Dwight D. Eisenhower: Farewell Address


Explanation and Analysis of the Document

In his Farewell Address, Eisenhower very much casts himself as a senior statesman and wise old soldier in a performance devoid of bells and whistles. His speech pattern is untheatrical, and his prose is sparse, workmanlike, and designed to communicate to, not uplift, America. Eisenhower could not draw upon the Bostonian twang or the rhetorical elegance that would make President Kennedy's Inaugural Address a piece of superbly staged drama, designed to energize a presidency and embrace a people. Nor could Eisenhower draw upon the fire, zeal, visionary splendor, and biblical oratory that Martin Luther King, Jr., would memorably present in his “I Have a Dream” Speech. What is extraordinary about Eisenhower's swan song is the spare prose and the impression produced by a military man relieved that his eight years as commander in chief had allowed the country to find “essential agreement on issues of great moment.”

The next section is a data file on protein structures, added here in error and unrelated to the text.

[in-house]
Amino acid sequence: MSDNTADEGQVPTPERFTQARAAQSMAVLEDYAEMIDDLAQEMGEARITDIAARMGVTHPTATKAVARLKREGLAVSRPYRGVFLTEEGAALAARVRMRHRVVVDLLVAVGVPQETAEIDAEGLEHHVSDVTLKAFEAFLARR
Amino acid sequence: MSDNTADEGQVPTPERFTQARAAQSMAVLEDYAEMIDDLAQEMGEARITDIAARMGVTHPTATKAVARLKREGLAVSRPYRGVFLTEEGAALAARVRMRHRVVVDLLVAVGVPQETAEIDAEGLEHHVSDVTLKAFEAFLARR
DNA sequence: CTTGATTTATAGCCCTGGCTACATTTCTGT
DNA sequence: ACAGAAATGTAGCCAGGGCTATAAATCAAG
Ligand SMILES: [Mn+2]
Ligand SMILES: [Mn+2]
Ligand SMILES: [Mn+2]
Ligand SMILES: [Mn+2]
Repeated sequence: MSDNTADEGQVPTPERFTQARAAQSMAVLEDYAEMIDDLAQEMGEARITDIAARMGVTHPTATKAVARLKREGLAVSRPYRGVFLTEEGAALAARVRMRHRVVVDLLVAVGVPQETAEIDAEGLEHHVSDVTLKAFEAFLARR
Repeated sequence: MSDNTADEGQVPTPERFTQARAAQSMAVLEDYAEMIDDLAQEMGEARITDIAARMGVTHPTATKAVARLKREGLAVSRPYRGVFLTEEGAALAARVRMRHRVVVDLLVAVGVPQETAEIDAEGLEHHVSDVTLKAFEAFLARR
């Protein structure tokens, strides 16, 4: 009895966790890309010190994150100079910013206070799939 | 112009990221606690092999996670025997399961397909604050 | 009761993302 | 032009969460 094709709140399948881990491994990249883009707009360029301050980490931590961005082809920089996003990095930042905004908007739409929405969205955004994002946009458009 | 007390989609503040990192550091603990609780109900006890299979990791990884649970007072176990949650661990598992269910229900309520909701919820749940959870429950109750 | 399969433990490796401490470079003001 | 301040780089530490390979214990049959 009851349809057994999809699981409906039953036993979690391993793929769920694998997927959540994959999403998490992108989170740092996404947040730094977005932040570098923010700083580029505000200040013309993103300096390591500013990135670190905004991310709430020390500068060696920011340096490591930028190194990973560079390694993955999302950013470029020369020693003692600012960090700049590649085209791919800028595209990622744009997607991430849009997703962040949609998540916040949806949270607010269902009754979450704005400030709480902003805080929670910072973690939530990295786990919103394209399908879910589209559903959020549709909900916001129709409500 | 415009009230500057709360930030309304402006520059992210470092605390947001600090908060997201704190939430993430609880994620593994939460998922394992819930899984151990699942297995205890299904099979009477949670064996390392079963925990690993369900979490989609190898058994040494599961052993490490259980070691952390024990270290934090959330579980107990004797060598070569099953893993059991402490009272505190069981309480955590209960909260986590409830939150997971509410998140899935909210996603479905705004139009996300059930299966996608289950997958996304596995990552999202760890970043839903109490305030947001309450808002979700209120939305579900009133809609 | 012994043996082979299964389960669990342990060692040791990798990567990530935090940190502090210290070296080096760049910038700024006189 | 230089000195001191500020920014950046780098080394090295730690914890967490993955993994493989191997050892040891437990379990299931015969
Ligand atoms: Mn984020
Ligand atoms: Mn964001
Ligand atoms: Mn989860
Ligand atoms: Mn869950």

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Dwight D. Eisenhower's Farewell Address (National Archives and Records Administration)

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